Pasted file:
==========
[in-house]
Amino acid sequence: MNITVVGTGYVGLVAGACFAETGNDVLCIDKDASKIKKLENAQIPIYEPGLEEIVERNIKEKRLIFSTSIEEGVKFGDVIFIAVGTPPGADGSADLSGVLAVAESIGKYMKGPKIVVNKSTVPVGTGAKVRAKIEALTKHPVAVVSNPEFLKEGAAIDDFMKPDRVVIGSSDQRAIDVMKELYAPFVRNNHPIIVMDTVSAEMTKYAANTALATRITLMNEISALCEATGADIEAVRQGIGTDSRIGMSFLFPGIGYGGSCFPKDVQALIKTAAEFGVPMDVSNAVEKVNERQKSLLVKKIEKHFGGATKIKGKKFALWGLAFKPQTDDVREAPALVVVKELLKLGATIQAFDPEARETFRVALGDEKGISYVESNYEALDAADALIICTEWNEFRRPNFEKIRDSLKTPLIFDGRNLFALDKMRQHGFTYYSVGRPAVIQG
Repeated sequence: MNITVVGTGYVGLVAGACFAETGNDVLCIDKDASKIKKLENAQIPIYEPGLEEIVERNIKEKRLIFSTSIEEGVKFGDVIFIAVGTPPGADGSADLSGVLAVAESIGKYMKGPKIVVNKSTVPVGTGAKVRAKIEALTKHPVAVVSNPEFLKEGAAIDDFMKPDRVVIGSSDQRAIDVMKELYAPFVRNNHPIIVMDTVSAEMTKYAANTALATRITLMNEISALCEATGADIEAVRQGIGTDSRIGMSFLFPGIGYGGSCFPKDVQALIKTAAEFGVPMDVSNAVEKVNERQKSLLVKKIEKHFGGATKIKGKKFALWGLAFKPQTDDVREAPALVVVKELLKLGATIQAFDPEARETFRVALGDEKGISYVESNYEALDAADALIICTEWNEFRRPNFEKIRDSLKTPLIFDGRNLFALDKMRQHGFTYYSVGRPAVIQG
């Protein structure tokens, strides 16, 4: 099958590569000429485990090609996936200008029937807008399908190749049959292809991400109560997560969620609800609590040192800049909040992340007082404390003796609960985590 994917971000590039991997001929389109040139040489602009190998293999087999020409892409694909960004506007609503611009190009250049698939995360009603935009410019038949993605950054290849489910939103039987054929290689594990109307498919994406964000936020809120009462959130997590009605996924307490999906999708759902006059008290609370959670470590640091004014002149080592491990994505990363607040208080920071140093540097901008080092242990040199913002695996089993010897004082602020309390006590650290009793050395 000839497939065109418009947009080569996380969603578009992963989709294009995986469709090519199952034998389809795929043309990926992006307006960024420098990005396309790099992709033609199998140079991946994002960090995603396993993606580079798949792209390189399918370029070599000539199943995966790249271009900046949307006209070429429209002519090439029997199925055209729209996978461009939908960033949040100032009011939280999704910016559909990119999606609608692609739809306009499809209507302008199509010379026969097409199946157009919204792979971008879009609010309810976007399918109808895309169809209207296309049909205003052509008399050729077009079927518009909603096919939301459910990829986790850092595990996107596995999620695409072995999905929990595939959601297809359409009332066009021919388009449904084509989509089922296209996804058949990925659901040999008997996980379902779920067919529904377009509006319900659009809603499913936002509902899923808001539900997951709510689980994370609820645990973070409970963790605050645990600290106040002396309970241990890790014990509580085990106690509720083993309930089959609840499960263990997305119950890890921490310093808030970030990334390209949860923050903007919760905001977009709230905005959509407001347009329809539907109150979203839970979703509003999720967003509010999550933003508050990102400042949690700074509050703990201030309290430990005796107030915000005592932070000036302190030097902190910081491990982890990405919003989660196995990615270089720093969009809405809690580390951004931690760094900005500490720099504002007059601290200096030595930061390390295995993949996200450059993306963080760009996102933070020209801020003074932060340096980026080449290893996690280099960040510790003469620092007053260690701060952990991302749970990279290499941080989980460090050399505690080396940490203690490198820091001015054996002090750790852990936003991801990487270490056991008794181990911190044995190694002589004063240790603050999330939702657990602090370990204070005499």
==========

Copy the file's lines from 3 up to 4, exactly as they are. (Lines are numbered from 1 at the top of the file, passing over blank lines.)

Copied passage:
Repeated sequence: MNITVVGTGYVGLVAGACFAETGNDVLCIDKDASKIKKLENAQIPIYEPGLEEIVERNIKEKRLIFSTSIEEGVKFGDVIFIAVGTPPGADGSADLSGVLAVAESIGKYMKGPKIVVNKSTVPVGTGAKVRAKIEALTKHPVAVVSNPEFLKEGAAIDDFMKPDRVVIGSSDQRAIDVMKELYAPFVRNNHPIIVMDTVSAEMTKYAANTALATRITLMNEISALCEATGADIEAVRQGIGTDSRIGMSFLFPGIGYGGSCFPKDVQALIKTAAEFGVPMDVSNAVEKVNERQKSLLVKKIEKHFGGATKIKGKKFALWGLAFKPQTDDVREAPALVVVKELLKLGATIQAFDPEARETFRVALGDEKGISYVESNYEALDAADALIICTEWNEFRRPNFEKIRDSLKTPLIFDGRNLFALDKMRQHGFTYYSVGRPAVIQG
């Protein structure tokens, strides 16, 4: 099958590569000429485990090609996936200008029937807008399908190749049959292809991400109560997560969620609800609590040192800049909040992340007082404390003796609960985590 994917971000590039991997001929389109040139040489602009190998293999087999020409892409694909960004506007609503611009190009250049698939995360009603935009410019038949993605950054290849489910939103039987054929290689594990109307498919994406964000936020809120009462959130997590009605996924307490999906999708759902006059008290609370959670470590640091004014002149080592491990994505990363607040208080920071140093540097901008080092242990040199913002695996089993010897004082602020309390006590650290009793050395 000839497939065109418009947009080569996380969603578009992963989709294009995986469709090519199952034998389809795929043309990926992006307006960024420098990005396309790099992709033609199998140079991946994002960090995603396993993606580079798949792209390189399918370029070599000539199943995966790249271009900046949307006209070429429209002519090439029997199925055209729209996978461009939908960033949040100032009011939280999704910016559909990119999606609608692609739809306009499809209507302008199509010379026969097409199946157009919204792979971008879009609010309810976007399918109808895309169809209207296309049909205003052509008399050729077009079927518009909603096919939301459910990829986790850092595990996107596995999620695409072995999905929990595939959601297809359409009332066009021919388009449904084509989509089922296209996804058949990925659901040999008997996980379902779920067919529904377009509006319900659009809603499913936002509902899923808001539900997951709510689980994370609820645990973070409970963790605050645990600290106040002396309970241990890790014990509580085990106690509720083993309930089959609840499960263990997305119950890890921490310093808030970030990334390209949860923050903007919760905001977009709230905005959509407001347009329809539907109150979203839970979703509003999720967003509010999550933003508050990102400042949690700074509050703990201030309290430990005796107030915000005592932070000036302190030097902190910081491990982890990405919003989660196995990615270089720093969009809405809690580390951004931690760094900005500490720099504002007059601290200096030595930061390390295995993949996200450059993306963080760009996102933070020209801020003074932060340096980026080449290893996690280099960040510790003469620092007053260690701060952990991302749970990279290499941080989980460090050399505690080396940490203690490198820091001015054996002090750790852990936003991801990487270490056991008794181990911190044995190694002589004063240790603050999330939702657990602090370990204070005499």